Wednesday, July 9, 2014


Last night, I was in the thick of it. I had just gotten home from the gym. It was late. I had lunches to make and pack, dishes to do, and a pie crust to whip up. In the flurry of it all, I noticed that I was checking my phone a lot. To respond to emails, but also to look at recipes, check Instagram, Facebook, the whole gamut. My brain was feeling a bit like sludge and I felt I might be channeling a robot. So I slammed on the brakes. 

I do this thing sometimes where I say to myself, 'I am here." It's even more effective if it's said aloud. There is something about saying it which makes me stop in my tracks. Yes, I think to myself, I AM here; alive, well, aware.  Then I make an effort to be super conscious of my hands: the presence and use of them, the ability of my hands to stir the pot, wash a plate, wipe the counter. I imagine what those activities would be like if one of my hands were missing. I think about how my hands, my arms, my body, are not in pain. Then I focus on colors, shapes and textures in front of me. I marvel at my sight and sense of touch.  I stay away from my phone.

This is a sort of meditation through the menial tasks. Sometimes, it takes more energy to think this way. But otherwise, I find myself in sort of a haze at the end of the night, inflated by the sense of a completed to-do list, but already stressed and preoccupied about tomorrow. It's not the turn of a hamster wheel that tells the worth of my day, it's these moments of awareness.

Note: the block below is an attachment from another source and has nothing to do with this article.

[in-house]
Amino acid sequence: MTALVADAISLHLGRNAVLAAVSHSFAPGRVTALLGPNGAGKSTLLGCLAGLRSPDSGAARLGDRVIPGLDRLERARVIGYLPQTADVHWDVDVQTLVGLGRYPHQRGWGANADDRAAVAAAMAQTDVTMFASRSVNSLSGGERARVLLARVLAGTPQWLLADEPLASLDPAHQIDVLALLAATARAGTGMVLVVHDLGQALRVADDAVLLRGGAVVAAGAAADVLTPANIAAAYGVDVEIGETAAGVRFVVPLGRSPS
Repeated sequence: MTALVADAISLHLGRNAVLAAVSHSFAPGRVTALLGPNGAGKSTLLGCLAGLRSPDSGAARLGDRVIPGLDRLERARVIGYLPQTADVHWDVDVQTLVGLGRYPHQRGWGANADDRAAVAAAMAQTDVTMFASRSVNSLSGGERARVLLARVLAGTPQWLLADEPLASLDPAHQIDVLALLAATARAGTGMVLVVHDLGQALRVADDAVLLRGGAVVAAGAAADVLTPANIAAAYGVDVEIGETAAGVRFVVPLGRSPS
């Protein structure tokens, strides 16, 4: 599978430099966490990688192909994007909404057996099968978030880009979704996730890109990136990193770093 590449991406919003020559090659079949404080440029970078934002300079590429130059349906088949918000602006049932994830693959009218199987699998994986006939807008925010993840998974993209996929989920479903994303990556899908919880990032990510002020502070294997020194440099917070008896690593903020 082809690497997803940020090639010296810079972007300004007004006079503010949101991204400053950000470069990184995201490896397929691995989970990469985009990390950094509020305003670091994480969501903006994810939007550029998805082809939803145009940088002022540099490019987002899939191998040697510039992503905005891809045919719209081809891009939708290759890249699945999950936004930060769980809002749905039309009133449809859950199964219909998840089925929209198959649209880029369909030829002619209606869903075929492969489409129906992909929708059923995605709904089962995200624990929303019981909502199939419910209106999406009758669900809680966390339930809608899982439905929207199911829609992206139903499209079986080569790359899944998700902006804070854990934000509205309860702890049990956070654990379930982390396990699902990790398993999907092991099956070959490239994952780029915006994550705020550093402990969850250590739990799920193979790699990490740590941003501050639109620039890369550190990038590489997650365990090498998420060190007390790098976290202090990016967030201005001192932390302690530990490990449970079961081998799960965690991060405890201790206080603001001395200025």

There is something about picking fruit that puts me into a similar sort of meditation. It makes me aware of my eyes, scanning the shrubs for a ripe fruit. It makes me aware of hands, the ability to pick fruit off a branch. It makes me think about the wind and sun skimming the tress and my skin, the health of my body, the promise of a sweet fruit in my mouth.

I look hard at my daughter, who is wide-eyed and probably going through some of these thoughts realizations herself, and think, "I am here."

We would hand sloane blueberries to put in the bucket and tell her which ones she could eat and which ones she should put in the bucket. This is her face after Ken handed her a few berries and told her to put it in the bucket. Obviously, she wanted to hear something different.

1 comment:

  1. Sloane argues with mom when you do blueberry picking, it is basic to taste them on the spot.